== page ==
Staring Down a Non-Compete Clause

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Whether you’re an independent contractor who’s landed a great new project, or a new employee starting a full-time job, you might be tempted to sign whatever boilerplate contract is put in front of you.

Take John Doe (obviously not his real name, for reasons that will become clear in a bit), who worked onsite at a large company as an employee for a smaller business. He had signed a contract with a non-compete clause, which forbade him from taking a new job where he would compete with his employer. Before his first year on the job was up, his position was eliminated—but since he already had a relationship with a manager at the large company, he could work as an independent contractor for a new team.

Unfortunately, his new contracting gig with the large company competed directly with the position he’d previously occupied at the smaller business. Because he lived in an at-will state, he researched whether businesses could enforce non-compete clauses in his jurisdiction, and found conflicting results. So he decided to take a chance and maintain his contractor work.

Three months into the new gig, both he and his new employer received a cease-and-desist letter, complete with threat of lawsuit—even though his contracting work was very different from what he’d done in his previous position. (Whereas he’d formerly worked in project management, now he was an analyst.)

John Doe eventually signed a settlement agreement for thousands of dollars, which forced him to declare bankruptcy after making his first payment. Not only that, but the stress affected his work quality, and he was eventually let go from his new position. Since he was an independent contractor, he didn’t qualify for unemployment, and it took him months to find new work.

Now Doe recommends that job candidates attempt to strike out the non-compete clauses on their new contracts, or at least make sure the language is incredibly specific. But even focusing on the language, he points out, doesn’t prevent someone from interpreting it in a way detrimental to your interests: “The best bet is to just remove it altogether.”

He also recommends having someone who doesn’t work for the company—best of all, a lawyer—look at the contract agreement if you do not understand it: “If the company won’t let do that, then they’re predators, so just walk away.”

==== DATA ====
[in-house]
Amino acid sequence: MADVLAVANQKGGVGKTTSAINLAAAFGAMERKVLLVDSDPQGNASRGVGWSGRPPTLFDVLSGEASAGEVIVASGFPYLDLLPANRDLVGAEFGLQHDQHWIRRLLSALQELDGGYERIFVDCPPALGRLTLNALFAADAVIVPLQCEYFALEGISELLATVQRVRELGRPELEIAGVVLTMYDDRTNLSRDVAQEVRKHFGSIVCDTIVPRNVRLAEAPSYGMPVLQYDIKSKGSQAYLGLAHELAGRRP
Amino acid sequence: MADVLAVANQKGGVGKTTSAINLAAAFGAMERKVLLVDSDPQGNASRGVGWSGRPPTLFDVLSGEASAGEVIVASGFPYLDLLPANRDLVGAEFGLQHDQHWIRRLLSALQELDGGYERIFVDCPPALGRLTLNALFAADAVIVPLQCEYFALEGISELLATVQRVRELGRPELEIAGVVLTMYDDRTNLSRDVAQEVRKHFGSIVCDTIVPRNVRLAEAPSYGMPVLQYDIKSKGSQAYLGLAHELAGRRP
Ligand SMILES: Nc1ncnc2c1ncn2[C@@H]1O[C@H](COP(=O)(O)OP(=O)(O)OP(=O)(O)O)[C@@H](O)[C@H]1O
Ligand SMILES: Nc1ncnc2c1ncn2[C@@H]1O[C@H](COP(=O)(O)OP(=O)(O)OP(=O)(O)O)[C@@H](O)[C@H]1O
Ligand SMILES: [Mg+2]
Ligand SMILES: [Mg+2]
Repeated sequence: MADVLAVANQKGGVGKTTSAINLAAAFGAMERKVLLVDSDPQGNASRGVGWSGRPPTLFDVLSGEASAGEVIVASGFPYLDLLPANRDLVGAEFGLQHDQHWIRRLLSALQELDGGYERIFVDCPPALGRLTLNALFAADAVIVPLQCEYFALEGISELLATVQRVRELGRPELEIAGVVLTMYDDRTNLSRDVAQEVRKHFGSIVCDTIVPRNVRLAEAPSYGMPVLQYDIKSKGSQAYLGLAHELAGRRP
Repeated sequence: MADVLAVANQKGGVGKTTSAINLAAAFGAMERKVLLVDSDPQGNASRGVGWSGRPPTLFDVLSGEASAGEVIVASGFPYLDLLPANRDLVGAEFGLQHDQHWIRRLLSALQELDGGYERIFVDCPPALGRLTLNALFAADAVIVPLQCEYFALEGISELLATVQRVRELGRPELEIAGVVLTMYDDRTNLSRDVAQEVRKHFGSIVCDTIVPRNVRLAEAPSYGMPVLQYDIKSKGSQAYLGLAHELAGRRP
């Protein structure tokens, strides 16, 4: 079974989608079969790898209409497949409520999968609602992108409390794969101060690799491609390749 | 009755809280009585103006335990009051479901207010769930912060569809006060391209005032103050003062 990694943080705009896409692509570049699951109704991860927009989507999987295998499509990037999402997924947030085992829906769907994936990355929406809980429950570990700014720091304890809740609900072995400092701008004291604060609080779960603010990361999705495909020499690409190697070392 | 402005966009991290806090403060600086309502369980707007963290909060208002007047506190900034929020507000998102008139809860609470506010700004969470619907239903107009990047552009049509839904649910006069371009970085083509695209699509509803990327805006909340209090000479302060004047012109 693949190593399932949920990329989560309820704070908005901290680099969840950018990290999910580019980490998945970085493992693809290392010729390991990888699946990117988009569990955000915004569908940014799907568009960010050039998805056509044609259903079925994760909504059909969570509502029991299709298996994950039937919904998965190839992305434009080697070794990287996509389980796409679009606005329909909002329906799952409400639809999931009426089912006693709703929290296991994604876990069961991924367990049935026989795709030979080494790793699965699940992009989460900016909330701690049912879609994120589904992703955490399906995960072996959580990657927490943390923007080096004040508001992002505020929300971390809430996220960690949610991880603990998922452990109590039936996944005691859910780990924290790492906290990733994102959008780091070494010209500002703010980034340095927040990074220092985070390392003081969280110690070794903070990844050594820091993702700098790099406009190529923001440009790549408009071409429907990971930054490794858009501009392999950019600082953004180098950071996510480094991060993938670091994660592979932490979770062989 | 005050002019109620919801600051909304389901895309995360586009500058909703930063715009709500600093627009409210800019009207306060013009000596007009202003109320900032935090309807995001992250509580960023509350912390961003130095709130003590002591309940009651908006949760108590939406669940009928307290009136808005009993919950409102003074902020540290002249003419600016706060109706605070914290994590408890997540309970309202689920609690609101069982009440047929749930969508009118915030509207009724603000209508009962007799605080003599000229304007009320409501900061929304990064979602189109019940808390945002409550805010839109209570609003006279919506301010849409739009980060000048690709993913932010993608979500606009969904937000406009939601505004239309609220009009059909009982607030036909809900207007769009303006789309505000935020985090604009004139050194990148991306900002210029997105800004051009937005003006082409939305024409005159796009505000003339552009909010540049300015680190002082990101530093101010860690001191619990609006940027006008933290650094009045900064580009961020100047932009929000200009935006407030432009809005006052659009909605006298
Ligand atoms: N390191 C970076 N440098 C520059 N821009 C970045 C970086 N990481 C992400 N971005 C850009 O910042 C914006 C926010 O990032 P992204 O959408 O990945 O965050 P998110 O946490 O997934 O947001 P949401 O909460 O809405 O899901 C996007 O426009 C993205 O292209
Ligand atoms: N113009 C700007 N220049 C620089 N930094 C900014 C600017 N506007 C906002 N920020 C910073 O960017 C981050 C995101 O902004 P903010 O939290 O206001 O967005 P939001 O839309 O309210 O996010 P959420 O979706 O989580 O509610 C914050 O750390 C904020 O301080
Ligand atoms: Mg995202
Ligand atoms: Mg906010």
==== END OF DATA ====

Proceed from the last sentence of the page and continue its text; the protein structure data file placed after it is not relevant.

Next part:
“[Non-compete clauses] were invented as a scalpel for very specific situations, in particular salespeople who would walk away with lists of clients and customers and try to compete against their employers in a very small geographic area,” suggested attorney Michele Grant, “but now they’re being used as a bludgeon in all different kinds of sectors of the environment, and it’s expanded in a way that is not fair to employees.”

While it’s true that some states, such as California, have laws preventing the enforcement of non-compete clauses, that doesn’t mean a company won’t still take a former employee or contractor to court. And since companies have the resources to hire expensive lawyers and spend more time in legal quagmires, negotiating ahead of time is the best way to protect yourself from signing an agreement that could harm your ability to work.

“Think of the worst case scenario: you start working for an organization and you find out after just a few weeks that it’s not very good fit, but you signed away your right to work for a year or two afterwards,” Grant said, pointing out that, even if agreements aren’t ultimately enforceable, getting sued is stressful, expensive, and time-consuming.

Even if a company doesn’t enforce its non-compete clause, signing one can still affect your behavior. “There’s sociological studies on the practices,” said Orly Lobel, a professor at the University of San Diego and author of Talent Wants to Be Free, “A lot of people think it won’t matter but it affects their behavior. They may lay low when they join a new workplace and sever their connections with previous work colleagues and don’t show up to professional associations and conferences. That in itself is a big cost.”

Having a non-compete clause in your contract may make you less likely to leave a job you’re unhappy with, or even to strike out on your own (if you have entrepreneurial inclinations).

Unfortunately, while some companies are happy to waive the non-compete clause in their contracts, others are unwilling to negotiate. In some cases, you’ll have to choose between signing the boilerplate contract or trying to find another company to work for.

In other cases, companies are okay with striking the non-compete clause, or at least agreeing to make the terms more specific. Just make sure you are clear on the risks before deciding whether or not to sign the dotted line.

Image Credit: Nonwarit/Shutterstock.com

Comments

10 Responses to “Staring Down a Non-Compete Clause”

November 19, 2015 at 9:07 am, Zachary Hamilton said:

I wish we had some more information on the incident in this story. It doesn’t seem reasonable that he would be held to a non-compete agreement if his position was eliminated. I would want to know how the non-compete clause applied if I was terminated – fired, laid off, or if I quit. Those are 3 very different situations, and each should be handled differently.